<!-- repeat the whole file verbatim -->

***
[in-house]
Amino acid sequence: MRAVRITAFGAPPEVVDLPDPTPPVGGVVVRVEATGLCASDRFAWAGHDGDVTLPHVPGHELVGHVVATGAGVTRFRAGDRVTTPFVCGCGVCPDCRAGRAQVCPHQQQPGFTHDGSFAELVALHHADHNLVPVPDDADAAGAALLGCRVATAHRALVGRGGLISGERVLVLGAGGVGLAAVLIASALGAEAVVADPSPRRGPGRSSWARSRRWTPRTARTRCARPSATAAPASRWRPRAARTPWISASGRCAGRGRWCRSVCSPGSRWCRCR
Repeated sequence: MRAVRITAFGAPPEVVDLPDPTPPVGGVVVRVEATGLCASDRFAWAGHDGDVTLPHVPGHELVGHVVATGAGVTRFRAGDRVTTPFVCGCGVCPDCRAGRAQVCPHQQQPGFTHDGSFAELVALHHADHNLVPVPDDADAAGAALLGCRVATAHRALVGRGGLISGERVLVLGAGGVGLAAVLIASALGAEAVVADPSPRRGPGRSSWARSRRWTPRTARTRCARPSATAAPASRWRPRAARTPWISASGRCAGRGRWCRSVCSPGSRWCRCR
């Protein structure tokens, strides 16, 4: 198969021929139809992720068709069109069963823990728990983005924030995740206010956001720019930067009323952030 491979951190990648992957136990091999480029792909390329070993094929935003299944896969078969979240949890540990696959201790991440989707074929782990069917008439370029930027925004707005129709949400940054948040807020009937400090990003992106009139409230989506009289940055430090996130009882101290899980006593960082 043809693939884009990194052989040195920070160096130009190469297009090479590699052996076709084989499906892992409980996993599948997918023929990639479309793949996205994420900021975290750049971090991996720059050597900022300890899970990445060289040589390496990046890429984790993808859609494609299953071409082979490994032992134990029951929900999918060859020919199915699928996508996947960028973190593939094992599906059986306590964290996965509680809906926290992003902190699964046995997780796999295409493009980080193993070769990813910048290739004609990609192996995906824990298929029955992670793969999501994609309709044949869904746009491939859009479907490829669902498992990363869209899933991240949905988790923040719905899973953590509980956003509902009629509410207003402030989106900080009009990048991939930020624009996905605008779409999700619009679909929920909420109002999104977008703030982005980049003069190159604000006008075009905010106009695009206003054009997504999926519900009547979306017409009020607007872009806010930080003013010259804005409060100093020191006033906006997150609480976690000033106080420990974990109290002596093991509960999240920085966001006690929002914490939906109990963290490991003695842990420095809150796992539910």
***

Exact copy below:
[in-house]
Amino acid sequence: MRAVRITAFGAPPEVVDLPDPTPPVGGVVVRVEATGLCASDRFAWAGHDGDVTLPHVPGHELVGHVVATGAGVTRFRAGDRVTTPFVCGCGVCPDCRAGRAQVCPHQQQPGFTHDGSFAELVALHHADHNLVPVPDDADAAGAALLGCRVATAHRALVGRGGLISGERVLVLGAGGVGLAAVLIASALGAEAVVADPSPRRGPGRSSWARSRRWTPRTARTRCARPSATAAPASRWRPRAARTPWISASGRCAGRGRWCRSVCSPGSRWCRCR
Repeated sequence: MRAVRITAFGAPPEVVDLPDPTPPVGGVVVRVEATGLCASDRFAWAGHDGDVTLPHVPGHELVGHVVATGAGVTRFRAGDRVTTPFVCGCGVCPDCRAGRAQVCPHQQQPGFTHDGSFAELVALHHADHNLVPVPDDADAAGAALLGCRVATAHRALVGRGGLISGERVLVLGAGGVGLAAVLIASALGAEAVVADPSPRRGPGRSSWARSRRWTPRTARTRCARPSATAAPASRWRPRAARTPWISASGRCAGRGRWCRSVCSPGSRWCRCR
């Protein structure tokens, strides 16, 4: 198969021929139809992720068709069109069963823990728990983005924030995740206010956001720019930067009323952030 491979951190990648992957136990091999480029792909390329070993094929935003299944896969078969979240949890540990696959201790991440989707074929782990069917008439370029930027925004707005129709949400940054948040807020009937400090990003992106009139409230989506009289940055430090996130009882101290899980006593960082 043809693939884009990194052989040195920070160096130009190469297009090479590699052996076709084989499906892992409980996993599948997918023929990639479309793949996205994420900021975290750049971090991996720059050597900022300890899970990445060289040589390496990046890429984790993808859609494609299953071409082979490994032992134990029951929900999918060859020919199915699928996508996947960028973190593939094992599906059986306590964290996965509680809906926290992003902190699964046995997780796999295409493009980080193993070769990813910048290739004609990609192996995906824990298929029955992670793969999501994609309709044949869904746009491939859009479907490829669902498992990363869209899933991240949905988790923040719905899973953590509980956003509902009629509410207003402030989106900080009009990048991939930020624009996905605008779409999700619009679909929920909420109002999104977008703030982005980049003069190159604000006008075009905010106009695009206003054009997504999926519900009547979306017409009020607007872009806010930080003013010259804005409060100093020191006033906006997150609480976690000033106080420990974990109290002596093991509960999240920085966001006690929002914490939906109990963290490991003695842990420095809150796992539910």